Economic Considerations in Project Formulation 3 1 Chapter 3 TECHNICAL AND ECONOMIC CONSIDERATIONS 3 by tkv74755

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Chapter 3:
TECHNICAL AND ECONOMIC CONSIDERATIONS



3.1                 SCHEME ALTERNATIVES

                    The hydropower alternatives which have been evaluated and compared have been
                    described in the previous chapter. They are the following:

                     Epupa site A upstream of Epupa Falls in combination with site C downstream of
                      Epupa Falls

                     Epupa site B downstream Epupa Falls

                     Site E at the Baynes mountains

                    From a technical point of view all the studied alternatives offer very good to excellent
                    prerequisites for construction of dams, tunnels and power stations. The project area as a
                    whole exhibits geological conditions. The hydrology of the river is sufficiently well
                    recorded to avoid unpleasant surprises with regards to the magnitude of the streamflow
                    and its variation.

                    All sites are considered to be technically feasible.


3.2                 THE BASE CASE

                    The studies, from the start until the current project formulation, have resulted in the
                    selection of the most favourable scheme development at each individual dam site. The
                    comparison has been made on the basis of an identified base case, which includes Gove
                    regulation in the river system, and an import tariff of USc 3.0 per kWh after year 2005,
                    which is close to the present Power Purchase Agreement between NAMPOWER and
                    ESKOM. Assumptions on development projects requiring water abstractions upstream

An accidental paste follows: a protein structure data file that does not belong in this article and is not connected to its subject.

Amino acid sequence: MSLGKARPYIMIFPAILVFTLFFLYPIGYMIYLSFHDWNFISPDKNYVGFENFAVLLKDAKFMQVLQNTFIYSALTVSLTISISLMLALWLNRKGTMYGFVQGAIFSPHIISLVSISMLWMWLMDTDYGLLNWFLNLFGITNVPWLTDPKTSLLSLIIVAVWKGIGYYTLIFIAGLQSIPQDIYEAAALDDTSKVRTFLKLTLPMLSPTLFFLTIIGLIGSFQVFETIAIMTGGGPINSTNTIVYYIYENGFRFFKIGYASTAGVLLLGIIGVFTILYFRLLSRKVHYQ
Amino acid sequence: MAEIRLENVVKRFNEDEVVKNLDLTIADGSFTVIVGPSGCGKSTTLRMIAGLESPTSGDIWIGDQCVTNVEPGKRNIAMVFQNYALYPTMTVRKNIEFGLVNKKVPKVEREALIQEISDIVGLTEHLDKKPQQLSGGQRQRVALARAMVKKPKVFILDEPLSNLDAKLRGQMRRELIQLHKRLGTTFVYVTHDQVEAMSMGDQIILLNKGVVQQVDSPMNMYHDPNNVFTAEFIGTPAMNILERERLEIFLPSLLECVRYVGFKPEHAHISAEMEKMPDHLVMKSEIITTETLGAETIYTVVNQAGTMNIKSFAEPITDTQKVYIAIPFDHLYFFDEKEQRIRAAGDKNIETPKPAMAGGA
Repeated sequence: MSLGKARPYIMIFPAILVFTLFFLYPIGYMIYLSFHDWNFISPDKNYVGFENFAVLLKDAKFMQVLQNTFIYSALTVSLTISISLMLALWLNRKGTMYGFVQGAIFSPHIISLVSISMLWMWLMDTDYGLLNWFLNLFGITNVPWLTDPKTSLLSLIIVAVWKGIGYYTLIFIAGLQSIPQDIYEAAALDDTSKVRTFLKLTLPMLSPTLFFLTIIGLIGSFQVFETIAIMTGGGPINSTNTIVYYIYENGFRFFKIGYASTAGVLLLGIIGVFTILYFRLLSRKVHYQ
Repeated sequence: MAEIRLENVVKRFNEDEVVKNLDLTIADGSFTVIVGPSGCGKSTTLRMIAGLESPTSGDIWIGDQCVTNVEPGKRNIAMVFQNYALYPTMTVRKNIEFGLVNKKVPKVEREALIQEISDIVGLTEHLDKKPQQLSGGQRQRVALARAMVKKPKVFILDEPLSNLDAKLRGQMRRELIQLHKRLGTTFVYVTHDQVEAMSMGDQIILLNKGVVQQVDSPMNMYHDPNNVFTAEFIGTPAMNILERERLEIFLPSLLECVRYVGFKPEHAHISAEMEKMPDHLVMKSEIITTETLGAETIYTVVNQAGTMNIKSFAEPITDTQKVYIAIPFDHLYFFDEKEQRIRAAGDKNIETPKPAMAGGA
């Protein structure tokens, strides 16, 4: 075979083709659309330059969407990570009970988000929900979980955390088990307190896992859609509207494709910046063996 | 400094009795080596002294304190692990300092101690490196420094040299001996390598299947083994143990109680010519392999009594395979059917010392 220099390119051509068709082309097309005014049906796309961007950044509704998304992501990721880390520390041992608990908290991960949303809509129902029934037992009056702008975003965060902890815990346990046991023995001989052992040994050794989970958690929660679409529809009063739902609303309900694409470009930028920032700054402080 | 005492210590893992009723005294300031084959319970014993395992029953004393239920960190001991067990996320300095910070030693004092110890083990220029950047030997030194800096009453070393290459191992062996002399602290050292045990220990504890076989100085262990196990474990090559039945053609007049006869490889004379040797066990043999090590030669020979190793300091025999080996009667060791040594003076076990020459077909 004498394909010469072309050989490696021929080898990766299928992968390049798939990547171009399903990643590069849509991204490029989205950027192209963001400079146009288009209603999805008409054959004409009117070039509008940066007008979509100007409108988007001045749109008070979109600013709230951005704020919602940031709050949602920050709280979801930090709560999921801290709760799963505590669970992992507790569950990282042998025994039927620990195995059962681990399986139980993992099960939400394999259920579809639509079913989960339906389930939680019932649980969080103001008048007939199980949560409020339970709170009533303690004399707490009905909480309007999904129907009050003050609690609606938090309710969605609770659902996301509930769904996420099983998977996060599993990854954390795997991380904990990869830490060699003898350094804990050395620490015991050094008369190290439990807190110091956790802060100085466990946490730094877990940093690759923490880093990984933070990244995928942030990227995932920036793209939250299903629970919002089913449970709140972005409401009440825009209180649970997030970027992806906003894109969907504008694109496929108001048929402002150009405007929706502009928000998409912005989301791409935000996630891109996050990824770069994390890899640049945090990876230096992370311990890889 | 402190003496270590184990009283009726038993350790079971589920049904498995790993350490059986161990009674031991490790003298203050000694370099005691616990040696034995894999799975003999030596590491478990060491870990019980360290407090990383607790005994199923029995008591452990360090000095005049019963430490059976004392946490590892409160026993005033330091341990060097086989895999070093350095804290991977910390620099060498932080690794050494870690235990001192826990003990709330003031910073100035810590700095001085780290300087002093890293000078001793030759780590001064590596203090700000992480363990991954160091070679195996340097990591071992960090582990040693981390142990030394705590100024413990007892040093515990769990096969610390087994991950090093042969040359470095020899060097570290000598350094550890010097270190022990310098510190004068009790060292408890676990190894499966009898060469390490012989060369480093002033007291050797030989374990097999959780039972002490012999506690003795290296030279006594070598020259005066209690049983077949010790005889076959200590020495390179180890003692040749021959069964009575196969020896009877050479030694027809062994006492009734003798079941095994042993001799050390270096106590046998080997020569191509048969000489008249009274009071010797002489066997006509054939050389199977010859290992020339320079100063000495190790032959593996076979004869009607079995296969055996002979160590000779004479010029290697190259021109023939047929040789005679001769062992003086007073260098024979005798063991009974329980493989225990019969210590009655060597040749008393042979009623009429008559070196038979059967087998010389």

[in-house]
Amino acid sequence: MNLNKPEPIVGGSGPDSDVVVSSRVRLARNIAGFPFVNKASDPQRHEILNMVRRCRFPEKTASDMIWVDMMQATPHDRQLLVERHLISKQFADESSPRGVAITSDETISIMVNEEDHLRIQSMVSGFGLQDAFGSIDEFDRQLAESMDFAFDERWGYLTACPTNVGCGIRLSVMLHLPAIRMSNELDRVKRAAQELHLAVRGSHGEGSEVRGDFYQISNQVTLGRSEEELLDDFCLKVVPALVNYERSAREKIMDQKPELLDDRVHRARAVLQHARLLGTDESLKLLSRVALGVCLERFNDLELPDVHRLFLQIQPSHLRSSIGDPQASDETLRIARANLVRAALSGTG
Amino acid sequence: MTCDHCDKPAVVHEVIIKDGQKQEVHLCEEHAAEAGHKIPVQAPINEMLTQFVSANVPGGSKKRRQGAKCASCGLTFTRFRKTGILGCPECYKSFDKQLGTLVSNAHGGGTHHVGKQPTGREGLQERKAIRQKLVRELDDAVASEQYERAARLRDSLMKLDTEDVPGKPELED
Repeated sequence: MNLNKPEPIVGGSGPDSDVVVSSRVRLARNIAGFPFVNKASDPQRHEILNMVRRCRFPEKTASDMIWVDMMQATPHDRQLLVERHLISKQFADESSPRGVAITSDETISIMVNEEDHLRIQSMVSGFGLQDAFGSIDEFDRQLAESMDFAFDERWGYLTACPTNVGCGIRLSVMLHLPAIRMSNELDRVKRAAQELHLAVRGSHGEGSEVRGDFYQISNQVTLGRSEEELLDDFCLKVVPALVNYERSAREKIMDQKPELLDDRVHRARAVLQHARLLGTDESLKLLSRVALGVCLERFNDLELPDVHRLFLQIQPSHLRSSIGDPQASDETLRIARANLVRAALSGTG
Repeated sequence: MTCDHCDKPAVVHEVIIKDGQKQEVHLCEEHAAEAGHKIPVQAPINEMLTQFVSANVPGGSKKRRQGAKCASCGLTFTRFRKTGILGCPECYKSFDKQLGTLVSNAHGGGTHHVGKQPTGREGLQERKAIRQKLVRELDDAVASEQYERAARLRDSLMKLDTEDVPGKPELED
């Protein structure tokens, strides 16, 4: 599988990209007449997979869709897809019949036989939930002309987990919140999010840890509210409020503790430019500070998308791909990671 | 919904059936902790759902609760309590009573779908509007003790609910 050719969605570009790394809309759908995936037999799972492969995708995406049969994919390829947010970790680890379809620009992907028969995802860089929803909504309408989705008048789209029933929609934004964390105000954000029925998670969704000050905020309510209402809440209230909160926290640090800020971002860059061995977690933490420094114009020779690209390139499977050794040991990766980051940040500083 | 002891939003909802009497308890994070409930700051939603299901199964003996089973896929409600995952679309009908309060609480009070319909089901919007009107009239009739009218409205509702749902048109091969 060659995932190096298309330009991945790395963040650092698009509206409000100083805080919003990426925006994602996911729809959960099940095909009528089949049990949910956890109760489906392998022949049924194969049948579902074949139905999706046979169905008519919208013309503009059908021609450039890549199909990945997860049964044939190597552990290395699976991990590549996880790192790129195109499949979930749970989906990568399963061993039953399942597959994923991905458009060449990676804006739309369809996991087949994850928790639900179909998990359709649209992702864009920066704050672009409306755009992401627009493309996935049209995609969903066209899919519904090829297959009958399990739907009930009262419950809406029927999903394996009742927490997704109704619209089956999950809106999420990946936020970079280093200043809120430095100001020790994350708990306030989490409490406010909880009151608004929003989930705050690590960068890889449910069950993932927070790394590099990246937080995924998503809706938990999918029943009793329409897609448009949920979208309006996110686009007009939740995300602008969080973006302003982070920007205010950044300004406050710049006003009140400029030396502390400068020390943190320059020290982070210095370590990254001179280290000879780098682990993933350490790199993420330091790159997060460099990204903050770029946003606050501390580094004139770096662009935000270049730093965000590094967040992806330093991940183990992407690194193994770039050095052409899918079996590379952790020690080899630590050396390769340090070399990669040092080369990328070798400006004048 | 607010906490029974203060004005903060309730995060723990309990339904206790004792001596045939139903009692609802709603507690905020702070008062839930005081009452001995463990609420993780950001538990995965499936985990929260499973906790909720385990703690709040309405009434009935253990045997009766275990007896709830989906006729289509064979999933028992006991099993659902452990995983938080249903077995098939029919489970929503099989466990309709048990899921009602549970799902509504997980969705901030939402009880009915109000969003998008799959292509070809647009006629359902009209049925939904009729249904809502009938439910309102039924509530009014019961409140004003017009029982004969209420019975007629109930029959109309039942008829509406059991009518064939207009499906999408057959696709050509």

of Epupa Falls have also been incorporated. The chosen alternatives for each site have
                    the following characteristics:

                    Table 3.1           Base Case - Chosen Alternatives for each Site

             Alternative        Reservoir High          Installed    Annual Energy   Investment   Present Value
                                 Water Level            Capacity      Generation        Cost      of System Cost
                                    M.A.S.L                MW            GWh          MUSD            MUSD
                  A+C                   710                 300          1919           566             835
                    B                   710                 300          1856           480             805
                    E                   580                 300          1768           470             813

                    When comparing the Present Value of the System Cost it appears that Scheme A+C is
                    the least attractive of the three.

                    When comparing Schemes B and E there is a small difference in favour of Scheme B.
                    This difference may, however, be within limits of accuracy for this analysis.


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3.3                 SENSITIVITY ANALYSIS

3.3.1               General

                    Extended sensitivity analysis have been undertaken to assess the following:

                    - The effect of the Gove regulation
                    - Effect of increasing the cost of imported power
                    - Effect of different assumptions on upstream water abstractions

3.3.2               The Gove Dam

                    The analysis has been performed by removing the Gove reservoir from the river system,
                    implying that unregulated flow passes Matala, Ruacana and down along the Lower
                    Cunene. The results are given in Table 3.2 below:

                    Table 3.2           Sensitivity to the Gove Dam

                    Alternative         Reservoir High            Installed    Annual       Present Value
                                         Water Level              Capacity     Energy       of System Cost
                                           (HWL)                              Generation
                                            M.A.S.L                  MW         GWh               MUSD